In sharp contrast to Microsoft, Apple on Wednesday posted strong earnings and revenues for the fourth calendar quarter of 2008, earning a record profit of $1.61 billion on revenues of $10.17 billion. While its Mac and iPod businesses were up only modestly, Apple saw a surprisingly strong year-over-year jump in iPhone sales.
"Even in these economically challenging times, we are incredibly pleased to report our best quarterly revenue and earnings in Apple history," said Apple CEO Steve Jobs. He noted that Apple's revenues exceeded $10 billion for the first time in the quarter.
While the overall PC business was flat in Q4 2008, Apple saw 9 percent jump in its Macintosh business. Mac sales were 2.5 million units, up from 2.3 million in the same quarter a year ago, but down from the previous quarter, when the company sold 2.6 million units. Apple now controls just 3.2 percent of the worldwide PC market, and about 5.8 percent of the US PC market.
Apple's iPod business continues to be strong, but sales are flat: The company sold 22.7 million iPods in the quarter, representing 3 percent growth over the same quarter a year ago.
The standout this month was the iPhone, with which Apple recognizes revenue and cost of goods over a period of time, as required by industry regulations. The company sold 4.4 million iPhones, a whopping 88 percent improvement over the same quarter a year ago.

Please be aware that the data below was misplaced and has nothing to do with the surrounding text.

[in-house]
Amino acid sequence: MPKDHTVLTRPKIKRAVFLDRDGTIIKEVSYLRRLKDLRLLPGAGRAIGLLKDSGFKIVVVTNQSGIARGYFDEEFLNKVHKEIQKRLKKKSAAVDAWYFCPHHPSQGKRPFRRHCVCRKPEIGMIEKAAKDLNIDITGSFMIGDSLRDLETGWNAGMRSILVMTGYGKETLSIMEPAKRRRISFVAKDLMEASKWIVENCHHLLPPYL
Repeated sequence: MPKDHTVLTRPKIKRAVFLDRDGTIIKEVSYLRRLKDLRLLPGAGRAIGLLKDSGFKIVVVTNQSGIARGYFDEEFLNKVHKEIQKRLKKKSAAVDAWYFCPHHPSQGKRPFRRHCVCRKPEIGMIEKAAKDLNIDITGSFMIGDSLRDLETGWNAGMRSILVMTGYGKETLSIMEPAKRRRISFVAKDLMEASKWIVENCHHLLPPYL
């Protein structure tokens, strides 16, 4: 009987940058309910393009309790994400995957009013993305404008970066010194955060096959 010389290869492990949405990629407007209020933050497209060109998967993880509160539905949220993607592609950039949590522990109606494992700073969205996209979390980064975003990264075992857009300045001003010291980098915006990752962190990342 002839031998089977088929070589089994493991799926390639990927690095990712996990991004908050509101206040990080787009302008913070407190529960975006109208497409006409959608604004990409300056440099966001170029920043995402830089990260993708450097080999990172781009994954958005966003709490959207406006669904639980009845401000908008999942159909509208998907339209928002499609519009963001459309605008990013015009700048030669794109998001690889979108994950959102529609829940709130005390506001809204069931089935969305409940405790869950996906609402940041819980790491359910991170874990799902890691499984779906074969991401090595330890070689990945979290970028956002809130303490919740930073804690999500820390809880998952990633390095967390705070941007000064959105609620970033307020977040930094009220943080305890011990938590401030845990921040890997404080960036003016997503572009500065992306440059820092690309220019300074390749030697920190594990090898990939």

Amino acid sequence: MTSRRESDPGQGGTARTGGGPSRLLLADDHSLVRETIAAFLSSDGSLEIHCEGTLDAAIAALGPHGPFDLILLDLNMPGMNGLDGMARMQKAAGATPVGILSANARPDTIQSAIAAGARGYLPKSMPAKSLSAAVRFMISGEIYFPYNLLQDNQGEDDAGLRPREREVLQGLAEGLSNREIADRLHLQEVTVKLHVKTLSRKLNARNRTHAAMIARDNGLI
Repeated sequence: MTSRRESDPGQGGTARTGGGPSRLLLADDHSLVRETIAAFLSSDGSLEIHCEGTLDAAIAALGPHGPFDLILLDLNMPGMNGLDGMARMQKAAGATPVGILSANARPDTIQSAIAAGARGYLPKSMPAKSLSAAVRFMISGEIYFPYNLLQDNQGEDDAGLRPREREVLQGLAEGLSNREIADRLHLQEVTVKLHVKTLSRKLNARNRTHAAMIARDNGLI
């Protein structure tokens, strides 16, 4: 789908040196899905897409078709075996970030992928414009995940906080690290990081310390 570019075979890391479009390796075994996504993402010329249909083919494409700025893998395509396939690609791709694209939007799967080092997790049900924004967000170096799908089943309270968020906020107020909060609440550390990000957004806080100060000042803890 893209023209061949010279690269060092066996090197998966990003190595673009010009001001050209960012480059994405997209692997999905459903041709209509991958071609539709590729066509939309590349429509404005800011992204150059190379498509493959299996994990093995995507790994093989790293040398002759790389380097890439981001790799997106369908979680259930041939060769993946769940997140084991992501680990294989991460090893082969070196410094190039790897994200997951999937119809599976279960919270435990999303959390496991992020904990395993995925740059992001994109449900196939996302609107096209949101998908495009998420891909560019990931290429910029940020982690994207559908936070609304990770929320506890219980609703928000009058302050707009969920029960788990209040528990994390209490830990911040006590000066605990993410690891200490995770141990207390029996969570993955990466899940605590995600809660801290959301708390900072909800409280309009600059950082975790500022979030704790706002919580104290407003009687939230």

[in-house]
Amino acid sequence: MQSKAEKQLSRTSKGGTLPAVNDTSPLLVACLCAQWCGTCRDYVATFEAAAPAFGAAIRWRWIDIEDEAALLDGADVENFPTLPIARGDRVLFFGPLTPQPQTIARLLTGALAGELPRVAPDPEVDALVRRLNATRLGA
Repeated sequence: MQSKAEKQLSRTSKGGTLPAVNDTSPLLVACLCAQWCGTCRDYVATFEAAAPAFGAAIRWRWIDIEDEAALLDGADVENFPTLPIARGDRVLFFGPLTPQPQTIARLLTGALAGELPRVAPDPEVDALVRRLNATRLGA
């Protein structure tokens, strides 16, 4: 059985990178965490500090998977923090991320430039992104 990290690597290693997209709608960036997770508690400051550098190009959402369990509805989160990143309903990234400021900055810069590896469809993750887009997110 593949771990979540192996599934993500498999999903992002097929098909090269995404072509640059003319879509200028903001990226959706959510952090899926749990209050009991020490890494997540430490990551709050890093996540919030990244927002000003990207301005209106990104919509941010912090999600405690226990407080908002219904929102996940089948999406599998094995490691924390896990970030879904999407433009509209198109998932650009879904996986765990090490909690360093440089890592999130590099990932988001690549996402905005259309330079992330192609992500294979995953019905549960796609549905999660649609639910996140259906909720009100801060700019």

Apple's earnings, while strong, also highlight the cyclical nature of the company's "event marketing" approach. Products like the Mac and iPod had much bigger gains in the previous quarter because of major product refreshes that occurred at that time. And the iPhone's strong gains this quarter can be explained by the lackluster reception the product was getting a year ago when it was heavily overpriced and, lacking 3G capabilities, underpowered. (After Apple introduced the iPhone 3G in mid-2008, sales rose over 600 percent year-over-year.)
Apple has also bet strongly on notebook computers, and that bet has paid off: The company sold 1.8 million notebooks in the quarter, but just 728,000 desktop machines. (Desktop sales were down 25 percent YOY, higher than the industry average of 16 percent. But Apple's notebook sales jumped by 34 percent.) Apple says it is watching the netbook category but is not interested in trimming performance, features, or prices to meet the needs of that low-end market.